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110 Years Later: Titanic Lawsuits Follow Tragedy

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Headline reads: "Titanic Claims Must be Settled by English Court"
Excerpt from the front page of The Evening World (New York, NY), April 21, 1913. (Source: Library of Congress Chronicling America collection)

It has been 110 years since the R.M.S. Titanic infamously sank on its maiden voyage across the Atlantic Ocean on April 15, 1912. While many are familiar with the tragic accident itself, not many are aware of the numerous lawsuits that followed. In the aftermath of the ship’s sinking, a protracted transatlantic legal battle ensued between the vessel’s British owners and claimants from the United States.

In early 1913, American claimants filed multiple lawsuits in the District Court for the Southern District of New York seeking compensation from the Oceanic Steam Navigation Company, the parent company of White Star Line. Seeking to limit their liability, the owners of the vessel contended that American, not British, limitations on damages should govern. They argued that their liability should be capped at $91,805.54—the value assigned to the 13 recovered lifeboats and pending freight. Though initially denied by Judge Holt in the District Court for the Southern District of New York, in 1914, the owners successfully petitioned the U.S. Supreme Court to rule on the applicability of the Limited Liability Act. In a significant portion of the opinion, Justice Holmes wrote:

It is true that the foundation for a recovery upon a British tort is an obligation created by British law. But it is also true that the laws of a forum may may decline altogether to enforce that obligation on the ground that it is contrary to domestic policy, or may decline to enforce it except within which limits as it may impose. It is competent, therefore, to Congress to enact that, in certain matters of admiralty jurisdictions, parties to our courts shall recover only to such extent or in such way that it may mark out.

Despite hundreds of claims seeking more than $16 million in damages, negotiations outside of court led to a total settlement of $664,000 in July of 1916. In exchange for their funds, claimants agreed to end their claims in the United States and England, and acknowledge that the White Star Line “had no ‘privity or knowledge’ of any negligence on the Titanic.”

Itemized list of items claimed as lost during the sinking of the Titanic
Itemized list provided by Charlotte Drake Cardeza of property lost in Titanic tragedy. (Source: National Archives, Records of District Courts of the United States)

If you’re interested in learning more about the legal facts surrounding the Titanic’s sinking, please see Kelly‘s earlier post on In Custodia Legis titled “Failure to Update the Law a Titanic Mistake“.

To read more about the Titanic, explore the Library’s Research Guide: Sinking of the Titanic: Topics in Chronicling America.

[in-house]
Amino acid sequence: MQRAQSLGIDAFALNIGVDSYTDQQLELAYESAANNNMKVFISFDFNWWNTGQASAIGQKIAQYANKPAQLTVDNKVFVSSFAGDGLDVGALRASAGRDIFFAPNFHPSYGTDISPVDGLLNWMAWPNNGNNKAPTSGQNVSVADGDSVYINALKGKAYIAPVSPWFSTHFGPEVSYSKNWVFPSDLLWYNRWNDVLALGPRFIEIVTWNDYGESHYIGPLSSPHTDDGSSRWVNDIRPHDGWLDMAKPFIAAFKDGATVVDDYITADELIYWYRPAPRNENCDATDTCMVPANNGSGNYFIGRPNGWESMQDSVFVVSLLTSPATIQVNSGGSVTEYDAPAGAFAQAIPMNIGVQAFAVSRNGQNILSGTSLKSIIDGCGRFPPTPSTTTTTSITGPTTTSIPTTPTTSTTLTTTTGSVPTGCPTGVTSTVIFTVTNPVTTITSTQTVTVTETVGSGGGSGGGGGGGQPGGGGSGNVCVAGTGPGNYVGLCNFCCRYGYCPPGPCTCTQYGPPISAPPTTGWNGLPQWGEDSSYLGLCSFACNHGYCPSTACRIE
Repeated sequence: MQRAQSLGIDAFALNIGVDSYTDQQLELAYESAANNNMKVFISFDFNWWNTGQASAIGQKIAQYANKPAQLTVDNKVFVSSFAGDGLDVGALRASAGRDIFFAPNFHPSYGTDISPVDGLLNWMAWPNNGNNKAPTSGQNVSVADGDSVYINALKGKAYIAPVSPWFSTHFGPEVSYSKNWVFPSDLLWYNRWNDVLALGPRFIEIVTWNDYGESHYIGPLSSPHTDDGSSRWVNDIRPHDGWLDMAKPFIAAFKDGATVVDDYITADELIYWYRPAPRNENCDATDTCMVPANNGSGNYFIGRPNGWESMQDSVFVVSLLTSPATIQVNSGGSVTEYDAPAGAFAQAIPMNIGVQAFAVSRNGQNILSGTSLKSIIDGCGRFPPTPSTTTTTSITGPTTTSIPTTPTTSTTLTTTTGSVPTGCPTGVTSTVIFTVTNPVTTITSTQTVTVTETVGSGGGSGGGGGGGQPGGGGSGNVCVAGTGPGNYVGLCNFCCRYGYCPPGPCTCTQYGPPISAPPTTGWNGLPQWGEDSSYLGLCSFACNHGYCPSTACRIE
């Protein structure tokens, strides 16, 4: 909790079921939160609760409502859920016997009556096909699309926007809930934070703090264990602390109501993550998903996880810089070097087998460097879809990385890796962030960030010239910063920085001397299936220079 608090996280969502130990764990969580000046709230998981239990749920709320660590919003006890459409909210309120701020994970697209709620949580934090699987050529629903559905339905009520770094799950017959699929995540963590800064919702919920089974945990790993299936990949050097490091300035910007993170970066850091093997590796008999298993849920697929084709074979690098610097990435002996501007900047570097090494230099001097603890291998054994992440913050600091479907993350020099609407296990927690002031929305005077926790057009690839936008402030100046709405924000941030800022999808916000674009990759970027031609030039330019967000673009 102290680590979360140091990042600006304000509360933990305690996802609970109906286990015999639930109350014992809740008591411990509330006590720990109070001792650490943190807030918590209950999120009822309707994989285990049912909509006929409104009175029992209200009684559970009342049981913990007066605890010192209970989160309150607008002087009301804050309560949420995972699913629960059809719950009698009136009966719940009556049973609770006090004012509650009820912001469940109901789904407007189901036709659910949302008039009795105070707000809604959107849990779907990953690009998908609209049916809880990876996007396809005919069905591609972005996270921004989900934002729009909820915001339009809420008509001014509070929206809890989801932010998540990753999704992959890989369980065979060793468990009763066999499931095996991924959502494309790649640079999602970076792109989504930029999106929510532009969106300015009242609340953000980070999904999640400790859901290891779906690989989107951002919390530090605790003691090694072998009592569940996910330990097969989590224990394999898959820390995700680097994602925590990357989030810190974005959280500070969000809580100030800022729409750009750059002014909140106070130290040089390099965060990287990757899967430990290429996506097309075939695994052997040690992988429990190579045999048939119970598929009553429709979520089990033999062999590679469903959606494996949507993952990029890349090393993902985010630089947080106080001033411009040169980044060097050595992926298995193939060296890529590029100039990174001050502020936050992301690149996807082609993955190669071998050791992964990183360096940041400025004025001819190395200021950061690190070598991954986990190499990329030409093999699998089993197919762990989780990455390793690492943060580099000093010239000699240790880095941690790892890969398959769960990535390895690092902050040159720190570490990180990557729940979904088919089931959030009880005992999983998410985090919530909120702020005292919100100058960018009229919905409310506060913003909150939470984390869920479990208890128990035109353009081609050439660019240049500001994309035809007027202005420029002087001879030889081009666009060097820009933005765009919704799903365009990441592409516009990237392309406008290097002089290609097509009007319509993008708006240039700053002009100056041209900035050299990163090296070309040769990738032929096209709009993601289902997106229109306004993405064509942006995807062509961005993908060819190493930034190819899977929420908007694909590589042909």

Subscribe to In Custodia Legis – it’s free! – to receive interesting posts drawn from the Law Library of Congress’s vast collections and our staff’s expertise in U.S., foreign, and international law. 

Comments (3)

  1. Hi, as someone who lost two members of family on the Titanic, I know our family at the time received little to no compensation. Is it possible to get retrospective compensation albeit over 100 years ago?

  2. Dear Mrs:

    I am a decendant of one of the victims of the sinking of the Titanic,after rading your great essay,I ask You,Am I entitled to any compensaciĆ³n?

    Thank you.

  3. I think it’s quite clear that Bruce himself had a direct impact on the sinking of the ship because he chose substandard metal for the rivets which were easily sheared off scraping against the ice. They analyzed some of the 12 rivers which were recovered and metallurgy tests were woefully inadequate and very poor quality metal. He chose to lower the bulk heads because it didn’t require higher bulk heads on the unsinkable ship. They just didn’t really understand ship building well enough to even declare something unsinkable. If the rivets were stronger it may well have live up to the moniker but it’s like everything it’s only as strong as it’s weaknesses. In the end the panels were strong but the connections were not. Unfortunately, the tremendous impact and loss of life makes it a true tragedy for which he was never held legally or financially responsible. Even though he could legally avoid responsibility. He did not escape the public scorn for such a cowardly act as being one of the only men to survive so many other perished. Not much of a man in my book. He was the reason why the unsinkable ship had 16 life boats and not the required 48 as the passenger list would determine. It didn’t need life boats because it was a boat of life itself he said in the inquest. Just sheer arrogance and huberous which gave way to depression in later in life. In the end he got no credit for designing two of the world’s first unsinkable ships both of which sank along with his reputation as deservedly earned by his cowardly and foolish decisions. If his family wants to defend this coward then they just want to hide the truth of his shameful behavior and cowardly actions.

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